Conservative Economic Policies Enable Teacher Pay Hikes

Good news, it seems, for North Carolina teachers.  From Dan Way’s article at Carolina Journal Online, which contains essentially the same information as on Page 7 of the current Carolina Journal hardcopy issue:

Early career teachers will get pay raises starting in the fiscal year beginning July 1, and teachers with up to seven years of service will collect double-digit percentage increases, Governor Pat McCrory announced Monday.  The package is expected to cost less than $200 million and will not require a tax increase.

In a show of unity with election-year overtones, the governor, Lt. Gov. Dan Forest, House Speaker Thom Tillis, and Senate leader Phil Berger, all Republicans, said GOP economic policies that helped to spur increased revenue, and prudent fiscal management, made possible the raise in base pay from $30,800 to $35,000 for more than 42,000 teachers.

“At $35,000, North Carolina will at least be competitive nationally, and a leader in the Southeast for pay, and ahead of Tennessee, Georgia, and South Carolina in base pay,” McCrory said.


The new pay hike will come in two phases — $2,200 the first year and $2,000 the second — a 14 percent hike, for teachers with up to five years’ experience.  Teachers with between six and nine years, who qualify for higher pay than less-experienced teachers under the current salary structure, will reach the $35,000 base with raises ranging from $550 to $3,780, or 2 percent to 12 percent.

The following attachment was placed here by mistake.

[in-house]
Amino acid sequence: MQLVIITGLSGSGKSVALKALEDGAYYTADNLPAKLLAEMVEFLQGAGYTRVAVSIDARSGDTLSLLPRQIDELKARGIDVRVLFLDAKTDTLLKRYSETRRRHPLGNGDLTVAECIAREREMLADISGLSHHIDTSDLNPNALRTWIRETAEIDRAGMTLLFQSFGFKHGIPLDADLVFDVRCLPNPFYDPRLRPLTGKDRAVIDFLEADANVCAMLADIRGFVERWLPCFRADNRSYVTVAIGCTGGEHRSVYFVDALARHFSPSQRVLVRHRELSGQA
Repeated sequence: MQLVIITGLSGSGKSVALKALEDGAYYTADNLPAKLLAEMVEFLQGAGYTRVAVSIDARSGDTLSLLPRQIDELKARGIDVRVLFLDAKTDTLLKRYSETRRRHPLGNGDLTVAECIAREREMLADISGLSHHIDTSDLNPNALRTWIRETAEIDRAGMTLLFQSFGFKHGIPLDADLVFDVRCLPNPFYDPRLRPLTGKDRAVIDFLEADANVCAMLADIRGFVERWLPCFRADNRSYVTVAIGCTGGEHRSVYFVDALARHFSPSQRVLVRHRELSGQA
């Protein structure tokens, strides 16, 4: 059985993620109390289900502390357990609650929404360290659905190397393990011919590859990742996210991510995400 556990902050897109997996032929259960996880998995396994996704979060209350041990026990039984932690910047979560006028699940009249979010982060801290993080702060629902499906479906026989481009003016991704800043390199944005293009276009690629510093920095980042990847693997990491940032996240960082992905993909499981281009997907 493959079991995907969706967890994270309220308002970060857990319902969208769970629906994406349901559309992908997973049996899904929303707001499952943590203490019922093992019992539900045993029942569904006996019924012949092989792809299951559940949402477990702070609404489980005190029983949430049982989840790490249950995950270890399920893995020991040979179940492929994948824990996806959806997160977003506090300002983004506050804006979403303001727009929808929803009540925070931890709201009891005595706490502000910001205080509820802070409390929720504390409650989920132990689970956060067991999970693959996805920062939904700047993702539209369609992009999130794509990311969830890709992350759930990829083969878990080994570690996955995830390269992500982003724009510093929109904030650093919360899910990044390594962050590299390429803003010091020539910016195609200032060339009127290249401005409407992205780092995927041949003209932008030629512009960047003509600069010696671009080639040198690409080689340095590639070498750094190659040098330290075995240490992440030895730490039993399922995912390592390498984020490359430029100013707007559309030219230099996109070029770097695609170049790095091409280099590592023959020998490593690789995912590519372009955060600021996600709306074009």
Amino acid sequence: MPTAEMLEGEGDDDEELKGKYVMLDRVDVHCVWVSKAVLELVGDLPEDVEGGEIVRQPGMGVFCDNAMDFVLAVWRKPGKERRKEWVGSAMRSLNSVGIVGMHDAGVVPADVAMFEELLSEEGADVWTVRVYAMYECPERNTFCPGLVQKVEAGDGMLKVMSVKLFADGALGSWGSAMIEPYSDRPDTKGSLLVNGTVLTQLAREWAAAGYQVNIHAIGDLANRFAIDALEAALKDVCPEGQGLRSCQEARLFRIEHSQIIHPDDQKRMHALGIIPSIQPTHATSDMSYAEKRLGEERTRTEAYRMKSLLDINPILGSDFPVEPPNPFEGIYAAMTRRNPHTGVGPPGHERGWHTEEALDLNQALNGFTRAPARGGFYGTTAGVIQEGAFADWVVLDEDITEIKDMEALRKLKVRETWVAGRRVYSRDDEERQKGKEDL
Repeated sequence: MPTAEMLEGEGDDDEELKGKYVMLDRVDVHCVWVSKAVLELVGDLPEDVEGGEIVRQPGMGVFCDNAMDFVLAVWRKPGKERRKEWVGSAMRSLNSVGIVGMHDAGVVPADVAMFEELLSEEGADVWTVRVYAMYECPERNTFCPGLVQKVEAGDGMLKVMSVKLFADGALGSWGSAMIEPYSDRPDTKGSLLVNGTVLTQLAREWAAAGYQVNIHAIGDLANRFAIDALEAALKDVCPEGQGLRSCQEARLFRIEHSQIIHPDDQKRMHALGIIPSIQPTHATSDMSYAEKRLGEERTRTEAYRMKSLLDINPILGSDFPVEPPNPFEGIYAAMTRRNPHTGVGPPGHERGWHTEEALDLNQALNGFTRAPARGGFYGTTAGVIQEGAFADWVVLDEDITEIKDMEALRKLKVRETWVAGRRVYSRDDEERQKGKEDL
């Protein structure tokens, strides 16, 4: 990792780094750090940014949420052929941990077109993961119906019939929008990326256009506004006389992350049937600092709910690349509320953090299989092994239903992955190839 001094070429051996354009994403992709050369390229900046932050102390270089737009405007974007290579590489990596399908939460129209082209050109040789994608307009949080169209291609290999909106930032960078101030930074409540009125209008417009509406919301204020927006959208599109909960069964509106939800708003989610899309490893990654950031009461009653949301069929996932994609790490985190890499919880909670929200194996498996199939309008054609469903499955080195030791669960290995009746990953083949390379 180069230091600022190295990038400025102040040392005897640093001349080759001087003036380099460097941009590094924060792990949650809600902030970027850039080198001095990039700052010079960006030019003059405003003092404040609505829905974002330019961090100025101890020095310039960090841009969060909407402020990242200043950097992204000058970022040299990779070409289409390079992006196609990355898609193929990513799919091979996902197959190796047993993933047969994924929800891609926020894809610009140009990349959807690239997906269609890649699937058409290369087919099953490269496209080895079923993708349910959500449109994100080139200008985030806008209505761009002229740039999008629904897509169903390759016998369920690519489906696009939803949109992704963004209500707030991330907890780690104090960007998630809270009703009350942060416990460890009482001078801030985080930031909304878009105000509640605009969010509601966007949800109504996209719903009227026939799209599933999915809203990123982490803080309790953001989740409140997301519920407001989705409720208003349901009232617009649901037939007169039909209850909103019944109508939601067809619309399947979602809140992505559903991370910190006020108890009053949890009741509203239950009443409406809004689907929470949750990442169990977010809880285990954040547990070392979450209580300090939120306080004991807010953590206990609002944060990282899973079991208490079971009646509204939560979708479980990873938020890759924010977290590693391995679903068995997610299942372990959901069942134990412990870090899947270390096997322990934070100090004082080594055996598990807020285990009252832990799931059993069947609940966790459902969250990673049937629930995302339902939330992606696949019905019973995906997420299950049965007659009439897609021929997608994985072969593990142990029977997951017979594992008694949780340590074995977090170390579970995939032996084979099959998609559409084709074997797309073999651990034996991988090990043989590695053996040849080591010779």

McCrory also announced “substantial raises” effective January 1st targeting more than 3,000 nurses, highway patrol officers and others “whose base pay was too low for too long,” and uncompetitive with private sector pay.

McCrory said the state will roll back its cutoff of 10 percent supplemental pay for teachers who attain master’s degrees.  That will allow teachers who took any classes as of last July 1 to collect the extra pay upon completion of their master’s degrees.

Berger said bills will be introduced in the short session on the pay raise and master’s supplements.

For the full article, click HERE.